Things at Virginia Tech could have been better. Process inefficiency was a problem, with too much repetitive action, needless double checking and, ultimately, wasted time.
And it wasn’t Virginia Tech’s fault – they were generating nearly $10 million in revenue per year through solely word-of-mouth marketing – and this is without any non-credit, open enrollment programming.
Yet, you got a sense the organization had grown too fast, too soon, without a cohesive strategy in place. As a result, Virginia Tech’s internal processes felt a bit patched together, with new and old elements jumbled.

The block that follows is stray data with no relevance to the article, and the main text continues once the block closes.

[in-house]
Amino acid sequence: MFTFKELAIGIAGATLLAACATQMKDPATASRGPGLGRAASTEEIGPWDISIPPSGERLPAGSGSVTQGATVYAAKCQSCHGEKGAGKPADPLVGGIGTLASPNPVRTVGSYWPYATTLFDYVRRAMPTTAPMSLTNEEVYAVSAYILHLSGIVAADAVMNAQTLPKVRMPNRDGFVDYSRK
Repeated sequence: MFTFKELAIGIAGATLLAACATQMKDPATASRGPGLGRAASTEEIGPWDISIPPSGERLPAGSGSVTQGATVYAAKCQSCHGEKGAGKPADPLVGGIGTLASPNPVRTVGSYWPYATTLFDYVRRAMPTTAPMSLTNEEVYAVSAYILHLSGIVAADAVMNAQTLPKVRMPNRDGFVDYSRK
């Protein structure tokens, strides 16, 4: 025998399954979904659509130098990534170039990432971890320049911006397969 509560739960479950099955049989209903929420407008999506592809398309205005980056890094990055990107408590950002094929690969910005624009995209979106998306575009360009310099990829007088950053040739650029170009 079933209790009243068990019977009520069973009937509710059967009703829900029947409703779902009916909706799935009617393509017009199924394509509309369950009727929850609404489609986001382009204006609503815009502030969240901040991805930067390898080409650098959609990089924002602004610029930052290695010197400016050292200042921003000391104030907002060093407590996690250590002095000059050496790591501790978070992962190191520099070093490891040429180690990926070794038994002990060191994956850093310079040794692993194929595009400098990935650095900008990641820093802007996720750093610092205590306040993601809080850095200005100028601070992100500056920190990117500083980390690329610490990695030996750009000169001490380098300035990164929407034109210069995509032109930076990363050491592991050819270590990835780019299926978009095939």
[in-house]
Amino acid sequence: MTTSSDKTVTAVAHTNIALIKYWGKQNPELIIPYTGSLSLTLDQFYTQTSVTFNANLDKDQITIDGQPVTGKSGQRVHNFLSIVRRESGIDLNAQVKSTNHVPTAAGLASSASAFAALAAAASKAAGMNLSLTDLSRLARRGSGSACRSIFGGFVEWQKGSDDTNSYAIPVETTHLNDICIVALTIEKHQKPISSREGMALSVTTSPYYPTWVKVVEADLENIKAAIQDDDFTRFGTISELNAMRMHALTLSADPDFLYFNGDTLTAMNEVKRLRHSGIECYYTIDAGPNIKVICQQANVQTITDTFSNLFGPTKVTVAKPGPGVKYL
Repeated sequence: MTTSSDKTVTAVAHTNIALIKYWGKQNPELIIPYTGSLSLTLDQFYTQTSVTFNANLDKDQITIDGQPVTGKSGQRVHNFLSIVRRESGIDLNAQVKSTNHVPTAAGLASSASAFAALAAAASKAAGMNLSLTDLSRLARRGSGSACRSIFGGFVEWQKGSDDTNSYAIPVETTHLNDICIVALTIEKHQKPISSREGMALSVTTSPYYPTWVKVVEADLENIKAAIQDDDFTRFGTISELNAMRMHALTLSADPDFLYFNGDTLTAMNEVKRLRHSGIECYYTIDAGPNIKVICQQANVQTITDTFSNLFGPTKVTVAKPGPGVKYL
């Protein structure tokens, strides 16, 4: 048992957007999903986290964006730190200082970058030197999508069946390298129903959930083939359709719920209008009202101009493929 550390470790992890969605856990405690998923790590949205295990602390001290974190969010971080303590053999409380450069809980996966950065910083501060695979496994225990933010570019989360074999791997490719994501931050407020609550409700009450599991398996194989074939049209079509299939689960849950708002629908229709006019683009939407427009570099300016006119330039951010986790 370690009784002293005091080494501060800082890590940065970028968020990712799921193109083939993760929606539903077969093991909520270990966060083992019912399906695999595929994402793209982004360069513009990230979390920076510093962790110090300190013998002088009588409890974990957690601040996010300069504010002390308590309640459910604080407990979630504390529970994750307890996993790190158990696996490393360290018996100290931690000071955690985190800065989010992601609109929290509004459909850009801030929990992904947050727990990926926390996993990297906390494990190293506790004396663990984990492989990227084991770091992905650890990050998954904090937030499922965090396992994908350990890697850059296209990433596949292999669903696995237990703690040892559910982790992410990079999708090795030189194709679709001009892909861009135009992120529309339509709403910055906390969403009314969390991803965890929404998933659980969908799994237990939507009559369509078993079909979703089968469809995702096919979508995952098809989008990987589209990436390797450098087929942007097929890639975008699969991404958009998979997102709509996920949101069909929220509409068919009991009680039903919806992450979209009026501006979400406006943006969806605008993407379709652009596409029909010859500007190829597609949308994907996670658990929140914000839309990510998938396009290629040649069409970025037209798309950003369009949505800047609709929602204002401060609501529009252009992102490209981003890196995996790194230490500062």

James Madison University (JMU)’s Continuing and Professional Engagement group needed a new marketing manager. But before that, it needed a marketing strategy for that new manager to actually manage. The approach currently in place by the JMU team was less of a strategy and more of a bucket of funds that were used on an as-needed basis. Without any kind of central oversight each program area was working in a reactionary fashion, dipping from the bucket as they saw fit and without the funds being tied to any specific objectives.